Fisher, Cook Take Part in Read to Achieve

The students in Marcus Garvey Leadership Charter School’s pre-K through first-grade classes found a little of themselves in the books that two Thunder players read to them Thursday afternoon.

Even if they didn’t identify directly with the stories, the players made the connection for them.

“E is for energy,” said Daequan Cook as he read through “J is for Jump Shot: A Basketball Alphabet” with the excited group. “Ya’ll got a lot of that already.”

For this Thunder Reading Timeout, presented by American Fidelity Assurance Company, Cook and Derek Fisher each chose a basketball-themed book to share with the children, but both players made sure the lessons in the books – and some of the lessons they’ve learned from their own experiences – weren’t lost in the fun of the afternoon.

As he read through “J is for Jump Shot,” Cook quizzed the children on which letter in the alphabet came next, sometimes trying to throw them for a loop.

“What comes after Q, S or T?” he asked, testing the kids’ knowledge of the alphabet. Most corrected him immediately as Cook smiled.

Cook said he wanted the kids to interact as much as possible with the story. “I know when I was growing up, it could get boring just listening to somebody read, so just having kids interact with you and involved makes it easier to have kids pay attention.”

Fisher, making his first appearance in the community for the Thunder, read “Allie’s Basketball Dream,” in which a young girl receives a basketball from her father and goes around her neighborhood practicing her game.

At one point, Allie works on her shooting by tossing a ball into a garbage can. “When I was little, at my house, I used to shoot baskets into an empty trash can, too,” Fisher shared with the children.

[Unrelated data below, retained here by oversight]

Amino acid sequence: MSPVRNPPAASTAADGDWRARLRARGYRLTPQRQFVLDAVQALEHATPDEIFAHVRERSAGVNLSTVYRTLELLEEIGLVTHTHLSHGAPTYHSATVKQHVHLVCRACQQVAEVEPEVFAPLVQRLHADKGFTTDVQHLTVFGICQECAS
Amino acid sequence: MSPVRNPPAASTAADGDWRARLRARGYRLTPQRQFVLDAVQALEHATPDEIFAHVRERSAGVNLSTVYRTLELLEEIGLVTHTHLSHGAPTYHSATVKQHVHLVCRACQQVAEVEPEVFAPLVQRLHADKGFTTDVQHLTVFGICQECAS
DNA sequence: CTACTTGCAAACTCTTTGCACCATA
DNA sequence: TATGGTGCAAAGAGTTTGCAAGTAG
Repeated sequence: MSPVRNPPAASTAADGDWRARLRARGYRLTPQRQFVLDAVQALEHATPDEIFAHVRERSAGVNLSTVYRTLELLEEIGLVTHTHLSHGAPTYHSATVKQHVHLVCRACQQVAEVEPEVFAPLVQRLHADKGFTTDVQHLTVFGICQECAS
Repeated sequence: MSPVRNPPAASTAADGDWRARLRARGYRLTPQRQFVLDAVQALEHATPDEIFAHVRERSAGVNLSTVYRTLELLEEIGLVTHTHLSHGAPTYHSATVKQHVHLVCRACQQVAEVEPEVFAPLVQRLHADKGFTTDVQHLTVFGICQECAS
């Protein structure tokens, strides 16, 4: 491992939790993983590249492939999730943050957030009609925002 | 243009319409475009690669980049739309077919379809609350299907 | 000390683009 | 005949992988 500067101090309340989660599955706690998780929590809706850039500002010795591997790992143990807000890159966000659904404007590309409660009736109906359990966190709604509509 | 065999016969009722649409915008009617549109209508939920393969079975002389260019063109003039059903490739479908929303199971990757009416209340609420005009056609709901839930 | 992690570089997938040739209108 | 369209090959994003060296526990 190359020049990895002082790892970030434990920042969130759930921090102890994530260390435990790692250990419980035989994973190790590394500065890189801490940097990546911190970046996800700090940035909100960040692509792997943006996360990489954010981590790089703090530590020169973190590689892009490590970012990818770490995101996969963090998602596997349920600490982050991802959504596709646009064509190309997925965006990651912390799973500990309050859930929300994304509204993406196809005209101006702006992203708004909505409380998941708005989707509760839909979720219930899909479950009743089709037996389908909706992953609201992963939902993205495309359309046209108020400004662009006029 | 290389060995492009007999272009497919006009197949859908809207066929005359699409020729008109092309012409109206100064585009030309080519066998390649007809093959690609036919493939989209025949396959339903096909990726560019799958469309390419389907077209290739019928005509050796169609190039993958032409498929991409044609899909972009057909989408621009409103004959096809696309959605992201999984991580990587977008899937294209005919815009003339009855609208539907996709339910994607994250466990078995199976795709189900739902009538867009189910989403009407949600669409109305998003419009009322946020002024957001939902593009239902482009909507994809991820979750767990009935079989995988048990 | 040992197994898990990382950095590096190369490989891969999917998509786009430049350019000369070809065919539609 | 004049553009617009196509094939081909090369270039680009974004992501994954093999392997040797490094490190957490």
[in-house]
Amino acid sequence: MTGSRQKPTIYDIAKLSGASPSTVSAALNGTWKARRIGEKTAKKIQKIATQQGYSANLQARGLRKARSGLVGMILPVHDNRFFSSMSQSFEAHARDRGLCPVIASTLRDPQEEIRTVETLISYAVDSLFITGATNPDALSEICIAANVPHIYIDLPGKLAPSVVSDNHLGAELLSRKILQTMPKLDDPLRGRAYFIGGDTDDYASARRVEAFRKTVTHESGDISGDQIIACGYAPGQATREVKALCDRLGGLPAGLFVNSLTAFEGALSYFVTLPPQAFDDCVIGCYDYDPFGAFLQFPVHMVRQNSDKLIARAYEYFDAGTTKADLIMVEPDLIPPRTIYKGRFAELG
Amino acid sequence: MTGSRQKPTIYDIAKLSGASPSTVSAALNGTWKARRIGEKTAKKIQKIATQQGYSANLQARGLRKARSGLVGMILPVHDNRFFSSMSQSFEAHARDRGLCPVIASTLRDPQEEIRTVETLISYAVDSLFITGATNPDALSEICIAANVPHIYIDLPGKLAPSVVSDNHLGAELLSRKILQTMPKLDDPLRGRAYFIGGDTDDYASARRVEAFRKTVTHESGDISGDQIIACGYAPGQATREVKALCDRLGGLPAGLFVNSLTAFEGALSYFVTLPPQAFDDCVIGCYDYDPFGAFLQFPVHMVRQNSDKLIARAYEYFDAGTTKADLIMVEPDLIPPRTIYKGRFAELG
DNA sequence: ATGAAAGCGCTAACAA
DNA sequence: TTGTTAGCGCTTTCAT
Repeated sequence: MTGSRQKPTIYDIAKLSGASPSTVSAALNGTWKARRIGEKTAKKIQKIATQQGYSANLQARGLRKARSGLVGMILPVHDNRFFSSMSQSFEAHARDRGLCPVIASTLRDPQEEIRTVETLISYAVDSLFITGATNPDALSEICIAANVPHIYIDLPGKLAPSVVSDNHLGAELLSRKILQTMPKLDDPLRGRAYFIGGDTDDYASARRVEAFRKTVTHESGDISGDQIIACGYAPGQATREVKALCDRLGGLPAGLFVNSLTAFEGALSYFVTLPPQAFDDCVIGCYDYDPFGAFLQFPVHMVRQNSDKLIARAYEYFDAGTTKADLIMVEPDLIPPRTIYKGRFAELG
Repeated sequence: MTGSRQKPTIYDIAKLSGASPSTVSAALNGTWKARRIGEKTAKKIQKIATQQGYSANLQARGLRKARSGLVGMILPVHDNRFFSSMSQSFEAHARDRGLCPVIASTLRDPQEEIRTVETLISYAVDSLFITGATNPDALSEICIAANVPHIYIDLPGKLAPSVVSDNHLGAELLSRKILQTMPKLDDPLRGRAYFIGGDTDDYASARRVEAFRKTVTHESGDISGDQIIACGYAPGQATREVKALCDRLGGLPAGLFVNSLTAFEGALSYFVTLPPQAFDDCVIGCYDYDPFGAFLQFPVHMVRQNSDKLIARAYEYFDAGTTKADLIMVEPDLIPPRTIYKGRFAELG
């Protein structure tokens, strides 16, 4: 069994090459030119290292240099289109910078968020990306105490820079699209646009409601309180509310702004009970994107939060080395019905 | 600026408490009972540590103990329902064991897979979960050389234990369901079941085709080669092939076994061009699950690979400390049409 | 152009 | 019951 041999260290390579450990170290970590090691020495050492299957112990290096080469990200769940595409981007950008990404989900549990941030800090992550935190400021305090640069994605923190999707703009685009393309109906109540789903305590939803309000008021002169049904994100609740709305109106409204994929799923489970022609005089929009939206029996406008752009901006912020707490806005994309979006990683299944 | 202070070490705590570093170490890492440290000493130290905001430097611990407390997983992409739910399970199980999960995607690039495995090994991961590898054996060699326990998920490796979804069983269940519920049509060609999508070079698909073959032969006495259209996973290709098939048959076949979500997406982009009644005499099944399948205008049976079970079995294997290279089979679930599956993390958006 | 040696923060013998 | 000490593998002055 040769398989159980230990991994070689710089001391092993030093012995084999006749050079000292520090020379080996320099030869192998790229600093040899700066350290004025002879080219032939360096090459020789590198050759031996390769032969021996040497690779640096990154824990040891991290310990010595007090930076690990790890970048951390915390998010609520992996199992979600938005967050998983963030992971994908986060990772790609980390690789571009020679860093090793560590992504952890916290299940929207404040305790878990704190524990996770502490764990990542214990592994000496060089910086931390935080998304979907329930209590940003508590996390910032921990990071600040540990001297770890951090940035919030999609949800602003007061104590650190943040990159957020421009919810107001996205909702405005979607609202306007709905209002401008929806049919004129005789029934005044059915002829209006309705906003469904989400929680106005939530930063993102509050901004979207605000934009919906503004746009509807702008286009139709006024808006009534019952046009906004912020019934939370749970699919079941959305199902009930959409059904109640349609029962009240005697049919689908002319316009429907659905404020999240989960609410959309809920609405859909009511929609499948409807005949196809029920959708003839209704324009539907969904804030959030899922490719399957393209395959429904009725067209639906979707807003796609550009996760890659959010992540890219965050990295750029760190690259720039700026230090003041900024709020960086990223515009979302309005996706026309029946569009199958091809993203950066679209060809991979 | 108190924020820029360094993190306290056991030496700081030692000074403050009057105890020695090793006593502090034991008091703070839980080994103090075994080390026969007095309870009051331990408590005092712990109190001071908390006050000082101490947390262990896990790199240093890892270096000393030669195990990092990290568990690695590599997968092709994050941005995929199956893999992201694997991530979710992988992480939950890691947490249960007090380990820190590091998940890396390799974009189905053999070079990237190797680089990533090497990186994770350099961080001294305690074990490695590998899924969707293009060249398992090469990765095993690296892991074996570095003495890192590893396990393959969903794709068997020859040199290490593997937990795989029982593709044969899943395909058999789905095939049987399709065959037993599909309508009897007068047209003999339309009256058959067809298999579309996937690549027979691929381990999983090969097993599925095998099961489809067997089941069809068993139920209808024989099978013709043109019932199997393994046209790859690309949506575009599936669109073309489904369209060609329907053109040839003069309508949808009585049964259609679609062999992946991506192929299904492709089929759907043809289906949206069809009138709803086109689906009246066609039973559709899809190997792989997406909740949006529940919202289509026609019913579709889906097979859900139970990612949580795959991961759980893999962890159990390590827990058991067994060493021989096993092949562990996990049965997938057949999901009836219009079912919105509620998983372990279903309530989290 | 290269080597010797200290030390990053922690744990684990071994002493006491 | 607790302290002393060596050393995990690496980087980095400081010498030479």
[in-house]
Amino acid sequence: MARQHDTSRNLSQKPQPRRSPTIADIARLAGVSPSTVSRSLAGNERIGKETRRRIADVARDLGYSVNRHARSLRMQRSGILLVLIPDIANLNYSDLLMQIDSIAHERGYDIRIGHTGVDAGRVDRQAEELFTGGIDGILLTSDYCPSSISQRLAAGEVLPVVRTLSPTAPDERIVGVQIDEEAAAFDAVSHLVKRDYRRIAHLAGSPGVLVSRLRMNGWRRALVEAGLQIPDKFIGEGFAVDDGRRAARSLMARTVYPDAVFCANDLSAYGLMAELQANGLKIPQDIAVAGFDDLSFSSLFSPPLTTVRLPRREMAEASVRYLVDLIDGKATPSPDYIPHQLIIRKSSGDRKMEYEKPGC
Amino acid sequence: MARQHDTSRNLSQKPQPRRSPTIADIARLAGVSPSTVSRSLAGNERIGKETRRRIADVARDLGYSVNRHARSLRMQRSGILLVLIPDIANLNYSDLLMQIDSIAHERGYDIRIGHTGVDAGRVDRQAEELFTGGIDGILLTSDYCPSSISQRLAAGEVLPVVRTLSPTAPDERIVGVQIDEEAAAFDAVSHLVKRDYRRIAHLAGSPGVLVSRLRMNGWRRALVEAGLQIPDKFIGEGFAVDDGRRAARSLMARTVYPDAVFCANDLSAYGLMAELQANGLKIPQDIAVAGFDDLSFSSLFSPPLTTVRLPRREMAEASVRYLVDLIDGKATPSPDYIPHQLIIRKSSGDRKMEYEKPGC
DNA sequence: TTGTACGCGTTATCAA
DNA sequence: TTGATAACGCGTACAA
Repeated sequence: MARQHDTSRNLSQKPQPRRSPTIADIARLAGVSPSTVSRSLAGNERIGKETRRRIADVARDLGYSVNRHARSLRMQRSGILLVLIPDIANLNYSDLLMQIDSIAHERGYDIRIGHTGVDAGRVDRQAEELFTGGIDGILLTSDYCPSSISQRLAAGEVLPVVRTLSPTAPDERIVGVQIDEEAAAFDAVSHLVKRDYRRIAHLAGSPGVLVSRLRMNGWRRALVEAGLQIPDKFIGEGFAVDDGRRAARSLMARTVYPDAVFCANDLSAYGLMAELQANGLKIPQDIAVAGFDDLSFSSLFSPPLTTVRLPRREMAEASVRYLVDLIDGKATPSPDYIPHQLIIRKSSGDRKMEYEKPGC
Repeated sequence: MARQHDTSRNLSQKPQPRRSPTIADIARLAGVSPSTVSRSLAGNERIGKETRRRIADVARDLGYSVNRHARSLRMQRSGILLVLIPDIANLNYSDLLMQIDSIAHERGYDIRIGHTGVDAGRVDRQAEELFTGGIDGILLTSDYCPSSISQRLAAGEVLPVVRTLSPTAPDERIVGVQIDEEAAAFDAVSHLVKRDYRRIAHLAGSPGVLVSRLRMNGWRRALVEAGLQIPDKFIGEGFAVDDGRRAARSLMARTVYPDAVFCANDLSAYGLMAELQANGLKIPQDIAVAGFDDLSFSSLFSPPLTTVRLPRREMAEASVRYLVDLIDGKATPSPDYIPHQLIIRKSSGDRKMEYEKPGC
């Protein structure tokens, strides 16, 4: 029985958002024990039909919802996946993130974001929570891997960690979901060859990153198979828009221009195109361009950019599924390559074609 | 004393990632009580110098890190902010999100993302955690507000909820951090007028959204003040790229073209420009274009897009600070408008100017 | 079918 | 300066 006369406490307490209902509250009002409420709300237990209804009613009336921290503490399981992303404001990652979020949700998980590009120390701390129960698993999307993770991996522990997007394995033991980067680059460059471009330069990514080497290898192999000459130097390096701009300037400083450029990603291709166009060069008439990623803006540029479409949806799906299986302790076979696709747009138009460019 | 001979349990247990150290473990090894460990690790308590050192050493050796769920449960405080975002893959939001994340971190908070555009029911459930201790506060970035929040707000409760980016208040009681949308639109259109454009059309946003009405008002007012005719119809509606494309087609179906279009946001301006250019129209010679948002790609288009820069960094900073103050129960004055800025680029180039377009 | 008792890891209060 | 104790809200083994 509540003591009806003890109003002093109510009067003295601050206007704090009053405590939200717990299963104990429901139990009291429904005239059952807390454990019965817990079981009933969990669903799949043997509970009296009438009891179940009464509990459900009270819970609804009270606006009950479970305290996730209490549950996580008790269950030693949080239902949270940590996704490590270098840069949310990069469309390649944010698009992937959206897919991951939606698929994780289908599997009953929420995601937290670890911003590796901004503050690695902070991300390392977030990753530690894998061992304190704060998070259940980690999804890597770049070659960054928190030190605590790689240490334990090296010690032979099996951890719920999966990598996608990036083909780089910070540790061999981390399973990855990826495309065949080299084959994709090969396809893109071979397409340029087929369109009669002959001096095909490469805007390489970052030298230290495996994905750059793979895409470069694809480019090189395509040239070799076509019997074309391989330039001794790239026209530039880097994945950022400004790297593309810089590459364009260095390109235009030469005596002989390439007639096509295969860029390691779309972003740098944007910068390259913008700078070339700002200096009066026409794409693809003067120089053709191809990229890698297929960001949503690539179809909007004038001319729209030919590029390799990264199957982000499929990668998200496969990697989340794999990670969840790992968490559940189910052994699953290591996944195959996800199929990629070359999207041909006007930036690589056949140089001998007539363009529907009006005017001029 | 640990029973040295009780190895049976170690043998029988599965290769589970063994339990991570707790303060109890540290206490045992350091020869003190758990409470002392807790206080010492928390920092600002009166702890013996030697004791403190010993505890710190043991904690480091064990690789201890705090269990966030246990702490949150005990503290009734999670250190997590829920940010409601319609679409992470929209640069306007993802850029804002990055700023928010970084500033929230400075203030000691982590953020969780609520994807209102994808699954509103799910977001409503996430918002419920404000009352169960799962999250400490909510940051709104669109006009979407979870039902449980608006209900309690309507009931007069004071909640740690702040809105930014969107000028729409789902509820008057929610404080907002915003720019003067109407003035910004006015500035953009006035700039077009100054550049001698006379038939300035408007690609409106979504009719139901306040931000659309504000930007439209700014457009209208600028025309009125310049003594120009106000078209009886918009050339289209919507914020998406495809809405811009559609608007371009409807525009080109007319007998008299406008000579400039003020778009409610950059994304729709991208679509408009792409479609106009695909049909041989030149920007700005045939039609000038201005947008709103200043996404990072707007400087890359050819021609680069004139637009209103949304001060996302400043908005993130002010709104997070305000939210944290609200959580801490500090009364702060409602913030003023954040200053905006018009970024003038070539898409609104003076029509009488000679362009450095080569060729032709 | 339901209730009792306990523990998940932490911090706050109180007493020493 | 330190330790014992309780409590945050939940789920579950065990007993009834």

As they discussed the books and answered questions, both players were sure to emphasize that no matter what the kids are working at, whether it’s basketball or reading, practice and hard work will help them to get better and to succeed.

When asked which was harder, basketball or reading, Fisher noted that both can be difficult – but you have to practice so you can get better, even if you’re in the NBA.

One student warmed to Fisher so much that she raised her hand and shyly commented, “You’re my favorite famous friend.” Fisher invited the girl to the front for an appreciative hug.

Timothy Derritt, program coordinator at Marcus Garvey, said that the goal of the charter school is to bring the community into their classrooms, and the Reading Timeout certainly fits within that mission.

“The main goal and focus (of the school) is actually to give our kids some direction (and) at the same time incorporate the community into our schools so we can make a difference,” he said.

“When the players come out here, that makes them a big part of the community because then the kids feel like they’re one of them, that they’re accessible,” he added.

“We’re really, really happy about them coming to visit us here today and read to our students.”